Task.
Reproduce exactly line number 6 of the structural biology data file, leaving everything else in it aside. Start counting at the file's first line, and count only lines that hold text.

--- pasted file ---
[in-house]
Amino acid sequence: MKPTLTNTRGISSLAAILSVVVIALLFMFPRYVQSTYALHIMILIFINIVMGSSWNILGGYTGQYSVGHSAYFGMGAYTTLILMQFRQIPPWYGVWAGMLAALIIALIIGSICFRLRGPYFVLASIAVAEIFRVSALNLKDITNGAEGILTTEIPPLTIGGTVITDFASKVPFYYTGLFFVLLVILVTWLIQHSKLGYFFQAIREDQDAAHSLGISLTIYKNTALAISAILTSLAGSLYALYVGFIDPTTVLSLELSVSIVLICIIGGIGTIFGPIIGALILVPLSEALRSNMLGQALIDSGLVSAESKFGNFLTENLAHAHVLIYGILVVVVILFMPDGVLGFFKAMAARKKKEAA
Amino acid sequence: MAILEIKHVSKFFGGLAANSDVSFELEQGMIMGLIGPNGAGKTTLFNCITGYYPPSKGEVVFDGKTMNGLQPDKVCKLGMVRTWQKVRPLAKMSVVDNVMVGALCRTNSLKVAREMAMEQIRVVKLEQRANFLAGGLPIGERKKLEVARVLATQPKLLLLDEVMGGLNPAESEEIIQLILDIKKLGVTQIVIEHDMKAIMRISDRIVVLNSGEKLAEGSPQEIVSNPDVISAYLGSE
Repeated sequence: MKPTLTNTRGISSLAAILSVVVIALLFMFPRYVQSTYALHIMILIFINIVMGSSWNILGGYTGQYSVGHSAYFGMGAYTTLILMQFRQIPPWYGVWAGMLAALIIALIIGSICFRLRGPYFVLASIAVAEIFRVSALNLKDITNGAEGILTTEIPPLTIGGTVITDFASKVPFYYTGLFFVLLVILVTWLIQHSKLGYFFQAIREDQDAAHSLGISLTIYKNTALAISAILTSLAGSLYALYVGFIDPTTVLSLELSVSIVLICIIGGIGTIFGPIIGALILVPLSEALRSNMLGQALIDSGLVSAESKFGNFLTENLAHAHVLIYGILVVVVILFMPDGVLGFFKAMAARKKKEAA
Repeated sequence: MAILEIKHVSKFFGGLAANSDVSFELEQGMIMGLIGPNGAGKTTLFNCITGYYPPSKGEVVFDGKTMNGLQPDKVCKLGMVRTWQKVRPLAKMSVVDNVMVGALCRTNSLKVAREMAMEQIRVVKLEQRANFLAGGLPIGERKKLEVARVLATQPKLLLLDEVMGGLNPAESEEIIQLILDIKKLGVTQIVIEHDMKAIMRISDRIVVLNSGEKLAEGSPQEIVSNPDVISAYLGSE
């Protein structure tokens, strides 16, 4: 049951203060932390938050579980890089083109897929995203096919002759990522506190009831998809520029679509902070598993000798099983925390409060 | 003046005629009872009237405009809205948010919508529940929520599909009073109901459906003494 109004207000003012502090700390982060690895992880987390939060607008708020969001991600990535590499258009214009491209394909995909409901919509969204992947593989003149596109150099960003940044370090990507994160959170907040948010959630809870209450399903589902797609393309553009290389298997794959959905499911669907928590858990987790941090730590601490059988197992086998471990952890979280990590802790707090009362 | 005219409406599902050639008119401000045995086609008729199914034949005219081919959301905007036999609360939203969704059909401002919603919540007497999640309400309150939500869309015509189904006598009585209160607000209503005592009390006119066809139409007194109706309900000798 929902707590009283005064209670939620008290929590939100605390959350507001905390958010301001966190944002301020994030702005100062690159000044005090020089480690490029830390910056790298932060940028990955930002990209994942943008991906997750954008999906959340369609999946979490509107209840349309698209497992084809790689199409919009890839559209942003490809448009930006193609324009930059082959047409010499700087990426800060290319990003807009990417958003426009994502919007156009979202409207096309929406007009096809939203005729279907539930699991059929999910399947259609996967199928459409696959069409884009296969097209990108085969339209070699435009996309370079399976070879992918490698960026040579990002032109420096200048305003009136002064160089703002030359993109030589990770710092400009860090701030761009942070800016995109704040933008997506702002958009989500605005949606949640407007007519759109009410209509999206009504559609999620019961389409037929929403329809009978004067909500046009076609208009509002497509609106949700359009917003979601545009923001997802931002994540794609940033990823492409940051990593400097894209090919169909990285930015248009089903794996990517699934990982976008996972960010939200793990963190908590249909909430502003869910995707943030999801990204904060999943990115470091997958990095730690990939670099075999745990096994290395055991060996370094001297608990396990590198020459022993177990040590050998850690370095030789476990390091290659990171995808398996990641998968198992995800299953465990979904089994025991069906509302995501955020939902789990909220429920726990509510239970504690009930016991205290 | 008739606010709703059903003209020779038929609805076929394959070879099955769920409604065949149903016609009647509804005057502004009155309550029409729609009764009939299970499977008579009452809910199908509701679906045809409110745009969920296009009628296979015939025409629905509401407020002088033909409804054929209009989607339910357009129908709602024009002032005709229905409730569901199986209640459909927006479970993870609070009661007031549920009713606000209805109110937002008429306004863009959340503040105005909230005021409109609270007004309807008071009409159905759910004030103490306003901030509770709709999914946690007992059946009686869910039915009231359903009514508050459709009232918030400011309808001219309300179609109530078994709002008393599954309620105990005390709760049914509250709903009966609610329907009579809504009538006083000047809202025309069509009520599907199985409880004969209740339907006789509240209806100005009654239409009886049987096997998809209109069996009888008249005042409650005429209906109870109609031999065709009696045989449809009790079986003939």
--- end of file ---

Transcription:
């Protein structure tokens, strides 16, 4: 049951203060932390938050579980890089083109897929995203096919002759990522506190009831998809520029679509902070598993000798099983925390409060 | 003046005629009872009237405009809205948010919508529940929520599909009073109901459906003494 109004207000003012502090700390982060690895992880987390939060607008708020969001991600990535590499258009214009491209394909995909409901919509969204992947593989003149596109150099960003940044370090990507994160959170907040948010959630809870209450399903589902797609393309553009290389298997794959959905499911669907928590858990987790941090730590601490059988197992086998471990952890979280990590802790707090009362 | 005219409406599902050639008119401000045995086609008729199914034949005219081919959301905007036999609360939203969704059909401002919603919540007497999640309400309150939500869309015509189904006598009585209160607000209503005592009390006119066809139409007194109706309900000798 929902707590009283005064209670939620008290929590939100605390959350507001905390958010301001966190944002301020994030702005100062690159000044005090020089480690490029830390910056790298932060940028990955930002990209994942943008991906997750954008999906959340369609999946979490509107209840349309698209497992084809790689199409919009890839559209942003490809448009930006193609324009930059082959047409010499700087990426800060290319990003807009990417958003426009994502919007156009979202409207096309929406007009096809939203005729279907539930699991059929999910399947259609996967199928459409696959069409884009296969097209990108085969339209070699435009996309370079399976070879992918490698960026040579990002032109420096200048305003009136002064160089703002030359993109030589990770710092400009860090701030761009942070800016995109704040933008997506702002958009989500605005949606949640407007007519759109009410209509999206009504559609999620019961389409037929929403329809009978004067909500046009076609208009509002497509609106949700359009917003979601545009923001997802931002994540794609940033990823492409940051990593400097894209090919169909990285930015248009089903794996990517699934990982976008996972960010939200793990963190908590249909909430502003869910995707943030999801990204904060999943990115470091997958990095730690990939670099075999745990096994290395055991060996370094001297608990396990590198020459022993177990040590050998850690370095030789476990390091290659990171995808398996990641998968198992995800299953465990979904089994025991069906509302995501955020939902789990909220429920726990509510239970504690009930016991205290 | 008739606010709703059903003209020779038929609805076929394959070879099955769920409604065949149903016609009647509804005057502004009155309550029409729609009764009939299970499977008579009452809910199908509701679906045809409110745009969920296009009628296979015939025409629905509401407020002088033909409804054929209009989607339910357009129908709602024009002032005709229905409730569901199986209640459909927006479970993870609070009661007031549920009713606000209805109110937002008429306004863009959340503040105005909230005021409109609270007004309807008071009409159905759910004030103490306003901030509770709709999914946690007992059946009686869910039915009231359903009514508050459709009232918030400011309808001219309300179609109530078994709002008393599954309620105990005390709760049914509250709903009966609610329907009579809504009538006083000047809202025309069509009520599907199985409880004969209740339907006789509240209806100005009654239409009886049987096997998809209109069996009888008249005042409650005429209906109870109609031999065709009696045989449809009790079986003939």